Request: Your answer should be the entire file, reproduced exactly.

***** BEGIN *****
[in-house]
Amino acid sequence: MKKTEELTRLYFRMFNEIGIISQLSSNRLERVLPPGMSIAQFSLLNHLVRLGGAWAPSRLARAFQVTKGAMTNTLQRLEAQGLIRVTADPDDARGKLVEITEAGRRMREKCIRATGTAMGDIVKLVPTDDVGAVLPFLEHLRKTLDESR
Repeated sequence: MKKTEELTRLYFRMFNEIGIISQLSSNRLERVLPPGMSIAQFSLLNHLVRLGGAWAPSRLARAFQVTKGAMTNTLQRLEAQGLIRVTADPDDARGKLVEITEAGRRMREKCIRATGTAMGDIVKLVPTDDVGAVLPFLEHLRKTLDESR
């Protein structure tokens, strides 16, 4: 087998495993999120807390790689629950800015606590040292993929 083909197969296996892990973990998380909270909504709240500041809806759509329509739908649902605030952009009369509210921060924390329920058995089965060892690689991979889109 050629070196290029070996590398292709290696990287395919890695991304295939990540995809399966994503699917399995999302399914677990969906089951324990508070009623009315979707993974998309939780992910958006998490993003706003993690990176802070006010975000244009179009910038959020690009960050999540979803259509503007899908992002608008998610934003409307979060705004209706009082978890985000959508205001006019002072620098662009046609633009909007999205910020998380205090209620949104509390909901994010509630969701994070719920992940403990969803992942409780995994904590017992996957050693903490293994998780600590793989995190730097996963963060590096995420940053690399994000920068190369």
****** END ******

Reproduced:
[in-house]
Amino acid sequence: MKKTEELTRLYFRMFNEIGIISQLSSNRLERVLPPGMSIAQFSLLNHLVRLGGAWAPSRLARAFQVTKGAMTNTLQRLEAQGLIRVTADPDDARGKLVEITEAGRRMREKCIRATGTAMGDIVKLVPTDDVGAVLPFLEHLRKTLDESR
Repeated sequence: MKKTEELTRLYFRMFNEIGIISQLSSNRLERVLPPGMSIAQFSLLNHLVRLGGAWAPSRLARAFQVTKGAMTNTLQRLEAQGLIRVTADPDDARGKLVEITEAGRRMREKCIRATGTAMGDIVKLVPTDDVGAVLPFLEHLRKTLDESR
């Protein structure tokens, strides 16, 4: 087998495993999120807390790689629950800015606590040292993929 083909197969296996892990973990998380909270909504709240500041809806759509329509739908649902605030952009009369509210921060924390329920058995089965060892690689991979889109 050629070196290029070996590398292709290696990287395919890695991304295939990540995809399966994503699917399995999302399914677990969906089951324990508070009623009315979707993974998309939780992910958006998490993003706003993690990176802070006010975000244009179009910038959020690009960050999540979803259509503007899908992002608008998610934003409307979060705004209706009082978890985000959508205001006019002072620098662009046609633009909007999205910020998380205090209620949104509390909901994010509630969701994070719920992940403990969803992942409780995994904590017992996957050693903490293994998780600590793989995190730097996963963060590096995420940053690399994000920068190369």